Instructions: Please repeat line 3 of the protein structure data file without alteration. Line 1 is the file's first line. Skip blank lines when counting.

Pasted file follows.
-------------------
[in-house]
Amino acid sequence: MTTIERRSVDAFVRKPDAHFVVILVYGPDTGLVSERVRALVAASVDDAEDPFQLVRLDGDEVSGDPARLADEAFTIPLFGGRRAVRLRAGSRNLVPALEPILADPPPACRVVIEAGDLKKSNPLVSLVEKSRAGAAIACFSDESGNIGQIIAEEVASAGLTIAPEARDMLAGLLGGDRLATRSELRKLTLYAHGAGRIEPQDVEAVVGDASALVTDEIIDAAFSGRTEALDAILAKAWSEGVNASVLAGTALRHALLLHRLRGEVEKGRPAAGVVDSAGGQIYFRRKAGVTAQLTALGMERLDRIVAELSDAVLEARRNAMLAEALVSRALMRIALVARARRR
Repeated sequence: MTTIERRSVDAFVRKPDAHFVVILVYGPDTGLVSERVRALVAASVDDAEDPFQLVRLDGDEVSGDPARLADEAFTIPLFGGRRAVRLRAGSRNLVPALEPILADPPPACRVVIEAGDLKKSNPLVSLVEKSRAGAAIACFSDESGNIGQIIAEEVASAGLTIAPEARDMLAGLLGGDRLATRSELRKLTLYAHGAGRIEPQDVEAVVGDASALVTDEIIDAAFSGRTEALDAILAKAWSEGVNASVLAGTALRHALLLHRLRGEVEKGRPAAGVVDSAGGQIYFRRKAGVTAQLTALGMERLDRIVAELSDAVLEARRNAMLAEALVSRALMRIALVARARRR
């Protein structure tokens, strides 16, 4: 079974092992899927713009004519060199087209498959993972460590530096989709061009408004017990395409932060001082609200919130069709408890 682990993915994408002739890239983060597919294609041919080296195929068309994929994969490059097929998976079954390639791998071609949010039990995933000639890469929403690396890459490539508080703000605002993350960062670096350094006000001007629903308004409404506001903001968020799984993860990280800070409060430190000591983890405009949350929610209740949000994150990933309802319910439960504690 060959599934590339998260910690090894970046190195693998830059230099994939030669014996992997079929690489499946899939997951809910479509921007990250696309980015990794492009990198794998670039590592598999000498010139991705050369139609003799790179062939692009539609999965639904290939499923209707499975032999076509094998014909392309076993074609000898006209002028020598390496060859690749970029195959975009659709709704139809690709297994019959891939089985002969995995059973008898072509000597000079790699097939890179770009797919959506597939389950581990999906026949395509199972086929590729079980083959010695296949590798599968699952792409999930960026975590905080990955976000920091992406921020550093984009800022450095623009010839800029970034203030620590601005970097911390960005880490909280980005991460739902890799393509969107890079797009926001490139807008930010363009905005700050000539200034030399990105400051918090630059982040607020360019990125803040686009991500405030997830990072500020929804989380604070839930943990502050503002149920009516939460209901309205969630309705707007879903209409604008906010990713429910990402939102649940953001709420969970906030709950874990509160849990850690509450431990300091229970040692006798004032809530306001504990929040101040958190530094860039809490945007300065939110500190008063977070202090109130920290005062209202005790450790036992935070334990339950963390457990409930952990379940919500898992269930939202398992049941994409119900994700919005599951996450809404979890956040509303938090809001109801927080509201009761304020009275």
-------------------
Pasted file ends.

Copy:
Repeated sequence: MTTIERRSVDAFVRKPDAHFVVILVYGPDTGLVSERVRALVAASVDDAEDPFQLVRLDGDEVSGDPARLADEAFTIPLFGGRRAVRLRAGSRNLVPALEPILADPPPACRVVIEAGDLKKSNPLVSLVEKSRAGAAIACFSDESGNIGQIIAEEVASAGLTIAPEARDMLAGLLGGDRLATRSELRKLTLYAHGAGRIEPQDVEAVVGDASALVTDEIIDAAFSGRTEALDAILAKAWSEGVNASVLAGTALRHALLLHRLRGEVEKGRPAAGVVDSAGGQIYFRRKAGVTAQLTALGMERLDRIVAELSDAVLEARRNAMLAEALVSRALMRIALVARARRR